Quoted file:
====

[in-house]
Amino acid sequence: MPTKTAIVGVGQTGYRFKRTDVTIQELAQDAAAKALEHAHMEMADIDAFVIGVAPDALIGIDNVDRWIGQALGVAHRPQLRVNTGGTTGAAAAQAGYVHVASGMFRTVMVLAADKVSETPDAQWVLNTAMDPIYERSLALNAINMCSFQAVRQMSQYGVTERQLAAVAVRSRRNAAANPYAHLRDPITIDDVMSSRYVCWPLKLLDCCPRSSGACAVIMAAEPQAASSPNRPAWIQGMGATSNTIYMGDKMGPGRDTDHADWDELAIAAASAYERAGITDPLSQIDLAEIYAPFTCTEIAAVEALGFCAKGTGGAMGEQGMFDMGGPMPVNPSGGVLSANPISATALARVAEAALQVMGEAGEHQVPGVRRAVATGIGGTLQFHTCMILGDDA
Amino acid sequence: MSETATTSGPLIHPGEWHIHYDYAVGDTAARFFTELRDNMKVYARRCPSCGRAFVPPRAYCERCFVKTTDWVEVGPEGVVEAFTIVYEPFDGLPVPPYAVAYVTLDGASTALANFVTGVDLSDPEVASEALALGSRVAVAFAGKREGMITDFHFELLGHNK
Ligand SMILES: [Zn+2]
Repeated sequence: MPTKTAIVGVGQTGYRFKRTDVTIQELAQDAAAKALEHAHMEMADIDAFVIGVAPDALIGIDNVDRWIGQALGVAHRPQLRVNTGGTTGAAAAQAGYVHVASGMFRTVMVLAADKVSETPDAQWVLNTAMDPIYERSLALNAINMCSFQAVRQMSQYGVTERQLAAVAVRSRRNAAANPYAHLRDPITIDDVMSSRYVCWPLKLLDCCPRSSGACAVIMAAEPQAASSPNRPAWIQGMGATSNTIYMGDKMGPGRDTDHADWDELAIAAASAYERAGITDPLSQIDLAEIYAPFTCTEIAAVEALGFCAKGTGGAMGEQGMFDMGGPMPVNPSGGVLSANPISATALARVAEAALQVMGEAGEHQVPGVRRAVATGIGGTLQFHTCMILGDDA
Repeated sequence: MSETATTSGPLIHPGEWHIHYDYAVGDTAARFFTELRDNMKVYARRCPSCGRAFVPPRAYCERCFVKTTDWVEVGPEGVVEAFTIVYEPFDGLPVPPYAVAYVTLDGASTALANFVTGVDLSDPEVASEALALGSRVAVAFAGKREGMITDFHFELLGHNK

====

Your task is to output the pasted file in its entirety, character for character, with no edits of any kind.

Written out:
[in-house]
Amino acid sequence: MPTKTAIVGVGQTGYRFKRTDVTIQELAQDAAAKALEHAHMEMADIDAFVIGVAPDALIGIDNVDRWIGQALGVAHRPQLRVNTGGTTGAAAAQAGYVHVASGMFRTVMVLAADKVSETPDAQWVLNTAMDPIYERSLALNAINMCSFQAVRQMSQYGVTERQLAAVAVRSRRNAAANPYAHLRDPITIDDVMSSRYVCWPLKLLDCCPRSSGACAVIMAAEPQAASSPNRPAWIQGMGATSNTIYMGDKMGPGRDTDHADWDELAIAAASAYERAGITDPLSQIDLAEIYAPFTCTEIAAVEALGFCAKGTGGAMGEQGMFDMGGPMPVNPSGGVLSANPISATALARVAEAALQVMGEAGEHQVPGVRRAVATGIGGTLQFHTCMILGDDA
Amino acid sequence: MSETATTSGPLIHPGEWHIHYDYAVGDTAARFFTELRDNMKVYARRCPSCGRAFVPPRAYCERCFVKTTDWVEVGPEGVVEAFTIVYEPFDGLPVPPYAVAYVTLDGASTALANFVTGVDLSDPEVASEALALGSRVAVAFAGKREGMITDFHFELLGHNK
Ligand SMILES: [Zn+2]
Repeated sequence: MPTKTAIVGVGQTGYRFKRTDVTIQELAQDAAAKALEHAHMEMADIDAFVIGVAPDALIGIDNVDRWIGQALGVAHRPQLRVNTGGTTGAAAAQAGYVHVASGMFRTVMVLAADKVSETPDAQWVLNTAMDPIYERSLALNAINMCSFQAVRQMSQYGVTERQLAAVAVRSRRNAAANPYAHLRDPITIDDVMSSRYVCWPLKLLDCCPRSSGACAVIMAAEPQAASSPNRPAWIQGMGATSNTIYMGDKMGPGRDTDHADWDELAIAAASAYERAGITDPLSQIDLAEIYAPFTCTEIAAVEALGFCAKGTGGAMGEQGMFDMGGPMPVNPSGGVLSANPISATALARVAEAALQVMGEAGEHQVPGVRRAVATGIGGTLQFHTCMILGDDA
Repeated sequence: MSETATTSGPLIHPGEWHIHYDYAVGDTAARFFTELRDNMKVYARRCPSCGRAFVPPRAYCERCFVKTTDWVEVGPEGVVEAFTIVYEPFDGLPVPPYAVAYVTLDGASTALANFVTGVDLSDPEVASEALALGSRVAVAFAGKREGMITDFHFELLGHNK